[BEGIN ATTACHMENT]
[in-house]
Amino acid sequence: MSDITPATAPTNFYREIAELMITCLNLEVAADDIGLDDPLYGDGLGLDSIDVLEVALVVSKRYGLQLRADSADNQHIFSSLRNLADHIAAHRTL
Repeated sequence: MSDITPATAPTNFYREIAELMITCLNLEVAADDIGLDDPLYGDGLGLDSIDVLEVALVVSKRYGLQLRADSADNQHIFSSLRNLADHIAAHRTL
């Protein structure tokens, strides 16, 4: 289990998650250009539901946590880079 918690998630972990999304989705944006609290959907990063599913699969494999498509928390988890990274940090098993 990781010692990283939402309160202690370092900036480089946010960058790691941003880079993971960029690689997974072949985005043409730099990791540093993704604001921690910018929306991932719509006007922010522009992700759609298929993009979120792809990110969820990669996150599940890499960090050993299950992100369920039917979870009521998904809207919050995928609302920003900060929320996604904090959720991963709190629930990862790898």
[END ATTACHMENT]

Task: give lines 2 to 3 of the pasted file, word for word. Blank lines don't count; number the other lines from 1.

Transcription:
Amino acid sequence: MSDITPATAPTNFYREIAELMITCLNLEVAADDIGLDDPLYGDGLGLDSIDVLEVALVVSKRYGLQLRADSADNQHIFSSLRNLADHIAAHRTL
Repeated sequence: MSDITPATAPTNFYREIAELMITCLNLEVAADDIGLDDPLYGDGLGLDSIDVLEVALVVSKRYGLQLRADSADNQHIFSSLRNLADHIAAHRTL